One of my major struggles this year has been trusting that God’s ways are best. Our culture tells me that I, as a 20-year-old young man, should be going to college, getting a career started, getting a gf and/or a wife, amassing fun and toys. God tells me I should be working at a ministry, foregoing the accolades and the accomplishments and the activities that mark the “wide way.” In a way, I am laboring for “enduring food” — my “wages” are in heaven.

The reality is that I have been called to this ministry and others are called to other things—careers, college, marriage. We are to be diligent to make our calling and election sure. (Of course, this verse has a lot of depth; I won’t unpack it here). We live in a war, not in a blessed paradise (yet). Therefore, we must seek to fight this fight, to run this race in such a way as to win the prize. I would challenge you: Are striving for the Kingdom of God? Are you violently seeking His Kingdom first?

“To Know Him…”
April 24, 2007, 2:07 pm
Filed under: Spiritual Life

For me, ALERT Basic training was the most difficult, most intense thing I’ve ever done. As Elihu pointed out to Job (Job 33), God teaches men in two ways: Through revelation (Scripture) and through suffering. The suffering in the first two weeks of Basic brought me to a point of brokenness where I let go of my pride and surrendured to God, acknowledging and accepting my total dependence on Him. Shortly after this breakthrough, He gave me the Scripture that has defined much of my time here at ALERT.

Each Saturday, we had a detailed inspection and then were “thrashed” for failing (The standard of passing was extremely high, and things as small as having dust on top of the doors or having your socks folded the wrong way or having a speck of dirt on your boots would be cause for failing). These thrashings involved intense physical exercise to the point of muscle failure. This particular Saturday, I was standing “at ease” by my bunk awaiting the inevitable pain when I pulled out my pocket NT and started reading in Phillipians.

God spoke to me through Phillipians 3:10: “That I may know Him, and the power of His resurrection, and the fellowship of His sufferings, being made conformable unto His death.” This verse sustained me through that thrashing that afternoon and on through the rest of Basic.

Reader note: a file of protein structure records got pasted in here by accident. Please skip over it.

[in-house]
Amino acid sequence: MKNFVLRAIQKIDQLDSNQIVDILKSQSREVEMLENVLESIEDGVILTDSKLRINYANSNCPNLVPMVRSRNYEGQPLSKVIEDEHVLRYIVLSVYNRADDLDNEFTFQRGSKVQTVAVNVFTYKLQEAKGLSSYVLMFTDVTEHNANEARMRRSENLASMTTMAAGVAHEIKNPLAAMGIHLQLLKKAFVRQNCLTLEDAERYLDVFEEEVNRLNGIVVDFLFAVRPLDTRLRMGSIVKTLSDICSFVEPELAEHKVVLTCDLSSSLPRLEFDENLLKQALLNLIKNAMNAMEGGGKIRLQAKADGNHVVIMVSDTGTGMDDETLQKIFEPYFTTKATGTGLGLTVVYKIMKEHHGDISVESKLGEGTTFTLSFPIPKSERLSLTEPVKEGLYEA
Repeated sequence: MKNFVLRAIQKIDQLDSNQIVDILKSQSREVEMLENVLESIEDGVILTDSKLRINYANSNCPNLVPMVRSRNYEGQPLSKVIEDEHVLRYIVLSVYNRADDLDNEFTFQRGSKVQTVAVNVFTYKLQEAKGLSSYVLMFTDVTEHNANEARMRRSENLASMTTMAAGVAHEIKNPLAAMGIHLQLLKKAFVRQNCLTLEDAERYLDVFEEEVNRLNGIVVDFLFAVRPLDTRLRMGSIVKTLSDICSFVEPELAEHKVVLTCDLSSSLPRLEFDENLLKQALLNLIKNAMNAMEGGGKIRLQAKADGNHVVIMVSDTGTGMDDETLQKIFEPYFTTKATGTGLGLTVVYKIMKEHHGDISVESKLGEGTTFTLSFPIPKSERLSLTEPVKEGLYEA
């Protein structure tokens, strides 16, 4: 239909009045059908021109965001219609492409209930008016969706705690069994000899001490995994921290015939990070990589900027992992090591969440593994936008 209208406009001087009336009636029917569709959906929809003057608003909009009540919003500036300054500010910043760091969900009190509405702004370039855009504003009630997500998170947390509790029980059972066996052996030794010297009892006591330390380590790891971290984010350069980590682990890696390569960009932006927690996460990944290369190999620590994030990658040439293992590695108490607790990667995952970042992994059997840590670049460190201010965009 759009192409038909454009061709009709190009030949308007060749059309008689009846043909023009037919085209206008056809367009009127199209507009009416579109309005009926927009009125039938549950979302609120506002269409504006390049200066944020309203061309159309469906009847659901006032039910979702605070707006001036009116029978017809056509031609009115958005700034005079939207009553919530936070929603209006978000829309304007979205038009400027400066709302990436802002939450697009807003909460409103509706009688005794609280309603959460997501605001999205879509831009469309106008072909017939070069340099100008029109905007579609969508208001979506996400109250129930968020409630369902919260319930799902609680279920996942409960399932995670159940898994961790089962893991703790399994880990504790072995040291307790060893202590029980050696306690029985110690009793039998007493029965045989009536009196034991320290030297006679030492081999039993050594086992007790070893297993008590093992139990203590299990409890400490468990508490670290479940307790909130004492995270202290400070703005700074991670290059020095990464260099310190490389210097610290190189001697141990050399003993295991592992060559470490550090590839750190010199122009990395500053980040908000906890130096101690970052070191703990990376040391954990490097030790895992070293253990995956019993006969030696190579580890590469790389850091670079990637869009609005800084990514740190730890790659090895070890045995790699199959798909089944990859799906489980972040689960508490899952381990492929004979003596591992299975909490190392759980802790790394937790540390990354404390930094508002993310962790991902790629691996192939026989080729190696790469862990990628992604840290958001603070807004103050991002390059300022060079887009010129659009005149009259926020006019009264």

Recently, God has challenged my relationship with God to go deeper–to go to a level of intimacy, of experience, of really knowing.

Alex & Brett Harris wrote a great article on this subject at The Rebelution. In it, they say:

“As Christians—as rebelutionaries—we must never be content with simply having a relationship with our Savior. Is it growing? Do we delight to talk to Him? Do we hunger to read His Word?…Do I value the promised gift of sweeter communion with my Savior? Then let me demonstrate it by seeking after Him with my whole heart, through constant prayer and meditation on His Word. It will be hard, but it will be good. And someday I’ll be able to say, without a moment’s hesitation, that I have known my God.”

Read the whole article at The Rebelution: To Say, I Have Known God

Spiritual vs. Intellectual
April 21, 2007, 9:57 pm
Filed under: Spiritual Life

“…There is a danger lest that which is moral and spiritual should be neglected amidst the attention to that which is merely intellectual; lest talents should be appreciated more highly than virtues, and secular be more eagerly sought than religious knowledge. Yet it must be obvious to you, on reflection, that happieness, even for this world, to say nothing of the next, depends much more upon the state of the heart and the practice of life, than upon the culture of understanding.”

– John Angell James,  in A Young Man’s Guide through Life to Immortality, 15th ed.

The copy I’m reading was published in Birmingham, England in 1880.